My wife found the whole experience amusing. Luckily for Pigeonface and Son, she wasn’t in a rush (Hell hath no fury like a Cantonese scorned).

Stopping

Horace my boy, what better place to stop and slowly tie your shoelace than in the doorway of a big apartment block during rush hour. Forget the fact that there are acres of space both inside and outside the door. Forget that the seven people behind you are also trying to exit the building. Forget that anyone else on earth exists…..

Follow the leader

Last week Miss K, my eight-year-old, and I saw Mrs. Pigeonface and Horace on the way to school.

Groan.

What are they going to do now?  Nothing surely, they’re on their way to school. What can they do? One could make up an exaggerated story for the purpose of a blog but this is China. One doesn’t have to look far for inspiration. We passed them on a pedestrian crossing and tried to get out of their orbit. Quickly.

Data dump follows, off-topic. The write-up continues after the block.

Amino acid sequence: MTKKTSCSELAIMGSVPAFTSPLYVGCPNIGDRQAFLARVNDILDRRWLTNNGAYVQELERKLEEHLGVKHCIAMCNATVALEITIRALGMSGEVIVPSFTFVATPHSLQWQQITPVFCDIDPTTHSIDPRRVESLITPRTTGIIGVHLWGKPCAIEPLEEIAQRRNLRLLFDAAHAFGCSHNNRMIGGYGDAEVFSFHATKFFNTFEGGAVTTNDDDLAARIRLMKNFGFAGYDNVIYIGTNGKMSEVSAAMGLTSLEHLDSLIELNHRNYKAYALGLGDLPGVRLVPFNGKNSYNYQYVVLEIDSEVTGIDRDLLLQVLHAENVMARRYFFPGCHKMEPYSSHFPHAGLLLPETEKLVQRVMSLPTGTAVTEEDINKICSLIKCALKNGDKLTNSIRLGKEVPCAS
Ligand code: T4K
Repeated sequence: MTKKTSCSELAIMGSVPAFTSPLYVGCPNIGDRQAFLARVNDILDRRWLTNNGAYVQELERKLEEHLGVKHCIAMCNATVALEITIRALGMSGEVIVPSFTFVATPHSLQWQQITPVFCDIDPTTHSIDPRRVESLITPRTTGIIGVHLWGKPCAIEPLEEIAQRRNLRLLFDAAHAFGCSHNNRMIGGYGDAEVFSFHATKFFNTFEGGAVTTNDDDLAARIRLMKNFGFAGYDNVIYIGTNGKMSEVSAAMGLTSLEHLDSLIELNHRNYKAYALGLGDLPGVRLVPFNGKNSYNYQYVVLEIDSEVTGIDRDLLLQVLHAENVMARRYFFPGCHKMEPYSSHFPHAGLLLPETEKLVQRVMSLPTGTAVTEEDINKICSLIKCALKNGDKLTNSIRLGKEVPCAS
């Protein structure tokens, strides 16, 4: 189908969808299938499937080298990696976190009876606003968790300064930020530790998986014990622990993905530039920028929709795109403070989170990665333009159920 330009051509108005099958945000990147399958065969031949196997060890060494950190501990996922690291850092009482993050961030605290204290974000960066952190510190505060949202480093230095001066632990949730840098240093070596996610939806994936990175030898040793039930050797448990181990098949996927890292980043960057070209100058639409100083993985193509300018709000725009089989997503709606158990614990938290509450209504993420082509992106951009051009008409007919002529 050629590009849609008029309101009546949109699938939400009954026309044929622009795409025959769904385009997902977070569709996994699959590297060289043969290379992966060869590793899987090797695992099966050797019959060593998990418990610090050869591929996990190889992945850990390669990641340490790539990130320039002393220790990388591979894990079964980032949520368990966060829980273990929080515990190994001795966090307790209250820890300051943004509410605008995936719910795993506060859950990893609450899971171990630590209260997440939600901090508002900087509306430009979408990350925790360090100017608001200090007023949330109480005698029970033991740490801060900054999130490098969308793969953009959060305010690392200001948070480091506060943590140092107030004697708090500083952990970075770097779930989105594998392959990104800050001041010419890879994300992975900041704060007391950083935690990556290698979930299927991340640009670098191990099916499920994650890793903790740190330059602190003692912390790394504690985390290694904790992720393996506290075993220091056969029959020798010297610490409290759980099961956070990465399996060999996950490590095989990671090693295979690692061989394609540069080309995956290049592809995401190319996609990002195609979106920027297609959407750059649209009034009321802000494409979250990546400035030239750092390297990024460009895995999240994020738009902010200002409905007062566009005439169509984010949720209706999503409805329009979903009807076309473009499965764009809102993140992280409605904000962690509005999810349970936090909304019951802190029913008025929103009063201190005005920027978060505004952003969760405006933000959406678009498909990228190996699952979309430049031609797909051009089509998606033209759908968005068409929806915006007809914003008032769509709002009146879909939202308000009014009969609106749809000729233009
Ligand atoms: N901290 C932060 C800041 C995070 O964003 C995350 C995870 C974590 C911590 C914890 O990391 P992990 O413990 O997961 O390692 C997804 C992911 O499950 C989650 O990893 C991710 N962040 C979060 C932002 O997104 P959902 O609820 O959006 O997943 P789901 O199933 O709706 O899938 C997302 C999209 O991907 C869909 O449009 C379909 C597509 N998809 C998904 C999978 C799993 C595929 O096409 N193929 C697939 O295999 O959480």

Miss K and I walked and talked. We discussed the usual things – her classmates, exams, the weather, changes to the neighbourhood (a new gym had opened, the newsstand now sold princess stickers, no that arthritic dog did not look cute, why were those men still drinking out the front of their restaurant at 7:45am?) when we heard little footsteps right behind us. Was it an assailant?

It was Horace. He was walking so close behind us that his nose was touching our backs. Mrs. Pigeonface was 50 metres behind. We looked at him angrily but this didn’t seem to register. I said something rude in English (which he wouldn’t understand) and this privacy pestering continued for the next five minutes. It took forever to shake him but his fitness wasn’t up to ours and he tired on the home stretch.

Having dropped Miss K at school, I mustered my worst stink eye (an American term?) to aim at Horace (who was yet to reach the gates). No use, he’d fallen in love with a large snail traversing a gutter and was single-mindedly following its progress.

Grandma’s fans

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It was a “Hello Kitty” fan